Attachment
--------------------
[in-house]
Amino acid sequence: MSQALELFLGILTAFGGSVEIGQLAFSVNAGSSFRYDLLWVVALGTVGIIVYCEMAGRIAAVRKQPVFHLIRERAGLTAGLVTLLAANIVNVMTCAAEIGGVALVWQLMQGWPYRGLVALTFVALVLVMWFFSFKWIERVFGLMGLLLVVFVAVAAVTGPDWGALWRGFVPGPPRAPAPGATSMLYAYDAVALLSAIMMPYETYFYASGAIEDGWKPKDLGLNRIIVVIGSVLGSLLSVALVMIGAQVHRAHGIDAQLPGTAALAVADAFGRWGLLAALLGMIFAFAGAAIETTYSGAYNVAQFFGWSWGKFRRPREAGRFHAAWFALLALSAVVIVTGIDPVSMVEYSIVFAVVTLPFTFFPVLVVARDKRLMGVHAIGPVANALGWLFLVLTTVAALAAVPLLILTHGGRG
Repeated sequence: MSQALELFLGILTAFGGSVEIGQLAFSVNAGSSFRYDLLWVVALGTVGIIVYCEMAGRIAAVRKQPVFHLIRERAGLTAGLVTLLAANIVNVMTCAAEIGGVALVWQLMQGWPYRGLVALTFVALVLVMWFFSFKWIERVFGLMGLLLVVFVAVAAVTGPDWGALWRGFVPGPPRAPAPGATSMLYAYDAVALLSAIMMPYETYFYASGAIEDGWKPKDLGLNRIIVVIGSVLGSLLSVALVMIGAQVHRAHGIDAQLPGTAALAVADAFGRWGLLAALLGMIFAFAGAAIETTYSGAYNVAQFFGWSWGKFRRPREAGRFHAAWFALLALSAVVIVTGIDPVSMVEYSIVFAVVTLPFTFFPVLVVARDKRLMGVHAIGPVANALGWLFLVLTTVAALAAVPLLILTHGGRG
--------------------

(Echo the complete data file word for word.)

[in-house]
Amino acid sequence: MSQALELFLGILTAFGGSVEIGQLAFSVNAGSSFRYDLLWVVALGTVGIIVYCEMAGRIAAVRKQPVFHLIRERAGLTAGLVTLLAANIVNVMTCAAEIGGVALVWQLMQGWPYRGLVALTFVALVLVMWFFSFKWIERVFGLMGLLLVVFVAVAAVTGPDWGALWRGFVPGPPRAPAPGATSMLYAYDAVALLSAIMMPYETYFYASGAIEDGWKPKDLGLNRIIVVIGSVLGSLLSVALVMIGAQVHRAHGIDAQLPGTAALAVADAFGRWGLLAALLGMIFAFAGAAIETTYSGAYNVAQFFGWSWGKFRRPREAGRFHAAWFALLALSAVVIVTGIDPVSMVEYSIVFAVVTLPFTFFPVLVVARDKRLMGVHAIGPVANALGWLFLVLTTVAALAAVPLLILTHGGRG
Repeated sequence: MSQALELFLGILTAFGGSVEIGQLAFSVNAGSSFRYDLLWVVALGTVGIIVYCEMAGRIAAVRKQPVFHLIRERAGLTAGLVTLLAANIVNVMTCAAEIGGVALVWQLMQGWPYRGLVALTFVALVLVMWFFSFKWIERVFGLMGLLLVVFVAVAAVTGPDWGALWRGFVPGPPRAPAPGATSMLYAYDAVALLSAIMMPYETYFYASGAIEDGWKPKDLGLNRIIVVIGSVLGSLLSVALVMIGAQVHRAHGIDAQLPGTAALAVADAFGRWGLLAALLGMIFAFAGAAIETTYSGAYNVAQFFGWSWGKFRRPREAGRFHAAWFALLALSAVVIVTGIDPVSMVEYSIVFAVVTLPFTFFPVLVVARDKRLMGVHAIGPVANALGWLFLVLTTVAALAAVPLLILTHGGRG